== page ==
|Silver tracheostomy tube.|
A tracheotomy is an operation in which a hole is made in the airway where is passes through the neck. The opening, which may be permanent or temporary, is called a tracheostomy. (There, now you know the difference between tracheotomy and tracheostomy: One is the operation, the other is the result. To further confuse things, the hole itself is also known as a stoma.)
If you have a tracheostomy you generally need some kind of a tube to keep it open and allow air to flow smoothly. This one is made of solid silver, for reasons that seem obscure to me. It's not unusual, many of them were made this way, and so far as I can tell they are still in use, or at least were until quite recently. Silver seems like an odd choice of metal for medical uses given that it tarnishes so easily. I can see it now: "Jeeves! Come here will you, I'd like you to polish the silver this morning, and don't forget to do my tube while you're at it."
Perhaps they started using silver just because it's an easy metal to work with, and there were many silversmiths available who could construct the requires shapes, but I'm just guessing here. I even found a report in the literature of a silver locket being attached to a silver tracheostomy tube for cosmetic reasons. These days silicone and other plastics seem to be more commonly used, which sounds like a good thing to me: Soft silicone sure must be much more comfortable than a metal tube.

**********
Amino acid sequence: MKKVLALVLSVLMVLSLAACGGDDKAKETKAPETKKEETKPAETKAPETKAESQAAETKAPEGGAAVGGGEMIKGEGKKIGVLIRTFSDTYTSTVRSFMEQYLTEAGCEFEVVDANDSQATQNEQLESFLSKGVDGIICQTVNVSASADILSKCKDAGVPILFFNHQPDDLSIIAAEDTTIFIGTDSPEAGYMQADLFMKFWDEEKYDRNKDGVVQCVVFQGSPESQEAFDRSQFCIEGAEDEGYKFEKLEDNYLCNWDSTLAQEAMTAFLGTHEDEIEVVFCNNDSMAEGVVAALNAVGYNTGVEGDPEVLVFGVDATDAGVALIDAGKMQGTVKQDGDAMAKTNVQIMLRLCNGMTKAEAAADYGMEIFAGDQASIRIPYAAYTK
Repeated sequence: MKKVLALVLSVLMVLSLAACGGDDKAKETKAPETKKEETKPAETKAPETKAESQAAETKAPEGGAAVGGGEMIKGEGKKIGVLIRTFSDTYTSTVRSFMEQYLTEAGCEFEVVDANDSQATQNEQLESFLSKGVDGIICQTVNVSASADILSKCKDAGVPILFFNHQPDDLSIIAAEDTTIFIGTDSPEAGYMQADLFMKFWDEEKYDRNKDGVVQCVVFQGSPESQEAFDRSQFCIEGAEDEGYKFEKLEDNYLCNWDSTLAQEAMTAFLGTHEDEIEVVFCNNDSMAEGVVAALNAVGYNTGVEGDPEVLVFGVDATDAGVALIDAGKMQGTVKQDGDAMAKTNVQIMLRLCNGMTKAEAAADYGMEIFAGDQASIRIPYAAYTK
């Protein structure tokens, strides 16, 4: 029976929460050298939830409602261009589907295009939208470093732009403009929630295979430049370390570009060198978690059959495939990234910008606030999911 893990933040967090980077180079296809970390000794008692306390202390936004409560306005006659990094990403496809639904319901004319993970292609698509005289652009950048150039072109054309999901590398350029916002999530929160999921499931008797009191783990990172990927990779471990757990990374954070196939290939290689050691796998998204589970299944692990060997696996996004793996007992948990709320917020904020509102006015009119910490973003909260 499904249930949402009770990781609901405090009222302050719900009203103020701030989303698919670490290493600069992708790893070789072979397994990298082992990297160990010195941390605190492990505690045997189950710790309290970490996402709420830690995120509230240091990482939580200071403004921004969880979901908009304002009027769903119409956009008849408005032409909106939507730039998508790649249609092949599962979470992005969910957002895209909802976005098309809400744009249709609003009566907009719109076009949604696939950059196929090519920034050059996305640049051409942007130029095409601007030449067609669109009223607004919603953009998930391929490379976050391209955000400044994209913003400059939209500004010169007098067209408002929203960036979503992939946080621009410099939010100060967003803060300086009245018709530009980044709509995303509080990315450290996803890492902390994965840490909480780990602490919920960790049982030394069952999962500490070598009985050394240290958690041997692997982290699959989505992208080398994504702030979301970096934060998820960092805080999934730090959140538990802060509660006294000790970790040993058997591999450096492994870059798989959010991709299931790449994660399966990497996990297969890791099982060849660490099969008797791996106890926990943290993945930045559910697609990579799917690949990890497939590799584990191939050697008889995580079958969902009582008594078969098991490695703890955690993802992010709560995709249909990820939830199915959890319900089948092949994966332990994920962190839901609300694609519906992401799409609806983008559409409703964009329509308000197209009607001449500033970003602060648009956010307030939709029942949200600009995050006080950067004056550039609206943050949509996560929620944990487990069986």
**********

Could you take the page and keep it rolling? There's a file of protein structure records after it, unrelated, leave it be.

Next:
Several readers have pointed out that silver has anti-microbial effects, and may have been used to help prevent infections. This isn't completely unreasonable, though if solid silver metal really good for that reason why isn't it used more often in other medical devices?
I had this set for several weeks before I finally decided on the best way to photograph it. My goal was to get the best rotation video, not necessarily the best single view, so be sure to click the 360-frame or 72-frame turntable icon to see it rotating around a full circle.
That will also let you see the fact that one of the tubes has a little flap hanging in the end in such a way that air can go in, but not out. I immediately assumed this was some kind of torture device, but my medical correspondent Willis reports that it's actually used for people who have functional vocal cords they can breath out through, but for one reason or another they can't draw air back in that way. The flap allows them to breath in through the tube and out through their mouth. (Unless, of course, their head is at the wrong angle, or they are in space, in which case the flap will malfunction.)
Source: eBay seller kiaoradogs
Contributor: Theodore Gray
Acquired: 23 March, 2007
Text Updated: 11 August, 2007
Sample Group: Medical